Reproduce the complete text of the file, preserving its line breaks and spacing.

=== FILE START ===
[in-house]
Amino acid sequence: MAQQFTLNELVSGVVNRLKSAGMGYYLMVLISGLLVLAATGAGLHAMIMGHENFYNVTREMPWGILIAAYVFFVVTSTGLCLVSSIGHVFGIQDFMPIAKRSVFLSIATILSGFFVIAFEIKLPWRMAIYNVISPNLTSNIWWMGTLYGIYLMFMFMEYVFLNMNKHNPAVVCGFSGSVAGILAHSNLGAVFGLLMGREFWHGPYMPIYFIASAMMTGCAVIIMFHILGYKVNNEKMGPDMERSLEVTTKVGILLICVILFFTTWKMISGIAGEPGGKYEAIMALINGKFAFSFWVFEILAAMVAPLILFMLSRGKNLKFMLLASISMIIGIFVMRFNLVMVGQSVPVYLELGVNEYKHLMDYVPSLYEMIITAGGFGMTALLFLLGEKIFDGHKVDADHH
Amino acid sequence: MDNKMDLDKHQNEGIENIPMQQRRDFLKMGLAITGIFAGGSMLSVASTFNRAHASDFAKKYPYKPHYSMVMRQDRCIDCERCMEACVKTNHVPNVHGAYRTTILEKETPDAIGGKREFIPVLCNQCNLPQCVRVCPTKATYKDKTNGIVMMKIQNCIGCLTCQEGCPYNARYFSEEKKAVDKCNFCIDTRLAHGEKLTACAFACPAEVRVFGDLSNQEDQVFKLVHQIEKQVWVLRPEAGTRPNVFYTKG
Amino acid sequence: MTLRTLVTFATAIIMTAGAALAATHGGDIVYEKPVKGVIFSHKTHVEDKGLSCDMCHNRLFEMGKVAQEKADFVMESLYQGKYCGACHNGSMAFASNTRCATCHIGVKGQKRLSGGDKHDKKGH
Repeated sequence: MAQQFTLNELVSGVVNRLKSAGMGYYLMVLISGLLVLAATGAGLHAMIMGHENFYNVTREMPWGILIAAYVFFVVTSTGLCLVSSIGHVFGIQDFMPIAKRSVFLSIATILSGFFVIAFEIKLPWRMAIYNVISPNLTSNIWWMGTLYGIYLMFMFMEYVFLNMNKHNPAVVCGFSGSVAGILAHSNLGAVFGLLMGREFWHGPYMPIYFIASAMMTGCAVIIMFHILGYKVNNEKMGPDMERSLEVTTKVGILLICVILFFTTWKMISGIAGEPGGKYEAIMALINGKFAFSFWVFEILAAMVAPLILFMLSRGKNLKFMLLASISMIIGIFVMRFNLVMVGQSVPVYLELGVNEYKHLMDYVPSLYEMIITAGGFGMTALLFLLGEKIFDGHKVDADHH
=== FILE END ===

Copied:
[in-house]
Amino acid sequence: MAQQFTLNELVSGVVNRLKSAGMGYYLMVLISGLLVLAATGAGLHAMIMGHENFYNVTREMPWGILIAAYVFFVVTSTGLCLVSSIGHVFGIQDFMPIAKRSVFLSIATILSGFFVIAFEIKLPWRMAIYNVISPNLTSNIWWMGTLYGIYLMFMFMEYVFLNMNKHNPAVVCGFSGSVAGILAHSNLGAVFGLLMGREFWHGPYMPIYFIASAMMTGCAVIIMFHILGYKVNNEKMGPDMERSLEVTTKVGILLICVILFFTTWKMISGIAGEPGGKYEAIMALINGKFAFSFWVFEILAAMVAPLILFMLSRGKNLKFMLLASISMIIGIFVMRFNLVMVGQSVPVYLELGVNEYKHLMDYVPSLYEMIITAGGFGMTALLFLLGEKIFDGHKVDADHH
Amino acid sequence: MDNKMDLDKHQNEGIENIPMQQRRDFLKMGLAITGIFAGGSMLSVASTFNRAHASDFAKKYPYKPHYSMVMRQDRCIDCERCMEACVKTNHVPNVHGAYRTTILEKETPDAIGGKREFIPVLCNQCNLPQCVRVCPTKATYKDKTNGIVMMKIQNCIGCLTCQEGCPYNARYFSEEKKAVDKCNFCIDTRLAHGEKLTACAFACPAEVRVFGDLSNQEDQVFKLVHQIEKQVWVLRPEAGTRPNVFYTKG
Amino acid sequence: MTLRTLVTFATAIIMTAGAALAATHGGDIVYEKPVKGVIFSHKTHVEDKGLSCDMCHNRLFEMGKVAQEKADFVMESLYQGKYCGACHNGSMAFASNTRCATCHIGVKGQKRLSGGDKHDKKGH
Repeated sequence: MAQQFTLNELVSGVVNRLKSAGMGYYLMVLISGLLVLAATGAGLHAMIMGHENFYNVTREMPWGILIAAYVFFVVTSTGLCLVSSIGHVFGIQDFMPIAKRSVFLSIATILSGFFVIAFEIKLPWRMAIYNVISPNLTSNIWWMGTLYGIYLMFMFMEYVFLNMNKHNPAVVCGFSGSVAGILAHSNLGAVFGLLMGREFWHGPYMPIYFIASAMMTGCAVIIMFHILGYKVNNEKMGPDMERSLEVTTKVGILLICVILFFTTWKMISGIAGEPGGKYEAIMALINGKFAFSFWVFEILAAMVAPLILFMLSRGKNLKFMLLASISMIIGIFVMRFNLVMVGQSVPVYLELGVNEYKHLMDYVPSLYEMIITAGGFGMTALLFLLGEKIFDGHKVDADHH